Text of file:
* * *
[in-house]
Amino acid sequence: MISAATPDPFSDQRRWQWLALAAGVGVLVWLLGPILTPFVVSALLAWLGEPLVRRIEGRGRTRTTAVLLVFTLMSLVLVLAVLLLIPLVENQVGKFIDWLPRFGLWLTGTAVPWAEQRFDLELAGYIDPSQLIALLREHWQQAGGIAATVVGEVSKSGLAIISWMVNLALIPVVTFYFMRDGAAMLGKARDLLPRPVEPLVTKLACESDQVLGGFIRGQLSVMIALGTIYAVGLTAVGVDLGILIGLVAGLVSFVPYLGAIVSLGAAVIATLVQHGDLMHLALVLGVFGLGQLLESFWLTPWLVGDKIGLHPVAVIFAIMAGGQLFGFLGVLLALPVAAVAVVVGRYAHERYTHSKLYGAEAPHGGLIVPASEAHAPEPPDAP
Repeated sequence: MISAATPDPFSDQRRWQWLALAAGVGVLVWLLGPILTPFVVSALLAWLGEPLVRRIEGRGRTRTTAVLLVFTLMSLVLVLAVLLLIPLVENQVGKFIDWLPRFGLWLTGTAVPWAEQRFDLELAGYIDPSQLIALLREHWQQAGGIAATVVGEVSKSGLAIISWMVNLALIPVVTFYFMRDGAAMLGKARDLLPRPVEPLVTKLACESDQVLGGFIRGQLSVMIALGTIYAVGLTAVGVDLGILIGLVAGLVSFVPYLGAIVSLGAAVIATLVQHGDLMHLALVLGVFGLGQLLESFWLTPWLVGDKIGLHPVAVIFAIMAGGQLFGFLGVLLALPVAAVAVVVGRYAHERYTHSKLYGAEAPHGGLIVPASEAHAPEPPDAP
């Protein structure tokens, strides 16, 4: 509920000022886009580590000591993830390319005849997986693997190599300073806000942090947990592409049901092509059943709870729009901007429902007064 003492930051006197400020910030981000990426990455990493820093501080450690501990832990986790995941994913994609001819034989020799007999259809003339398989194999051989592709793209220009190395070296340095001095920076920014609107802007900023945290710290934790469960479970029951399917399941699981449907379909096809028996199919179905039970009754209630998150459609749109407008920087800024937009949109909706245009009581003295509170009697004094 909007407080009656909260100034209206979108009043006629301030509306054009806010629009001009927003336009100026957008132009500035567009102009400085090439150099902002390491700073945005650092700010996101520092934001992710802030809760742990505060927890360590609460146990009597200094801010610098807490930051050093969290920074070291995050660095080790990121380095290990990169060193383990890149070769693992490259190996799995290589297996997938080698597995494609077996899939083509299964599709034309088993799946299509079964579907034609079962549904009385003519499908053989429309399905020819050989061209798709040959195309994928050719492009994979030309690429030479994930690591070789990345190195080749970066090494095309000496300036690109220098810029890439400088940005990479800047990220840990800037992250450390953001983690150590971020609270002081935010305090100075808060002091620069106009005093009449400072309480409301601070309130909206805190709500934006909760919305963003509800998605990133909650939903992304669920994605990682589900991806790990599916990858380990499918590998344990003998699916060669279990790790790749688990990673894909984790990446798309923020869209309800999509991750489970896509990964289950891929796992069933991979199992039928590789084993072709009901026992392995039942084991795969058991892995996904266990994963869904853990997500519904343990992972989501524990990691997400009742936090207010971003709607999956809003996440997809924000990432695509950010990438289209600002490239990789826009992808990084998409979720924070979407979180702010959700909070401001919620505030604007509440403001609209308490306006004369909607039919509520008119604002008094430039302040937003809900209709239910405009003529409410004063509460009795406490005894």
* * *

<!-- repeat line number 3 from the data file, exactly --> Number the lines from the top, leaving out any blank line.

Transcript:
Repeated sequence: MISAATPDPFSDQRRWQWLALAAGVGVLVWLLGPILTPFVVSALLAWLGEPLVRRIEGRGRTRTTAVLLVFTLMSLVLVLAVLLLIPLVENQVGKFIDWLPRFGLWLTGTAVPWAEQRFDLELAGYIDPSQLIALLREHWQQAGGIAATVVGEVSKSGLAIISWMVNLALIPVVTFYFMRDGAAMLGKARDLLPRPVEPLVTKLACESDQVLGGFIRGQLSVMIALGTIYAVGLTAVGVDLGILIGLVAGLVSFVPYLGAIVSLGAAVIATLVQHGDLMHLALVLGVFGLGQLLESFWLTPWLVGDKIGLHPVAVIFAIMAGGQLFGFLGVLLALPVAAVAVVVGRYAHERYTHSKLYGAEAPHGGLIVPASEAHAPEPPDAP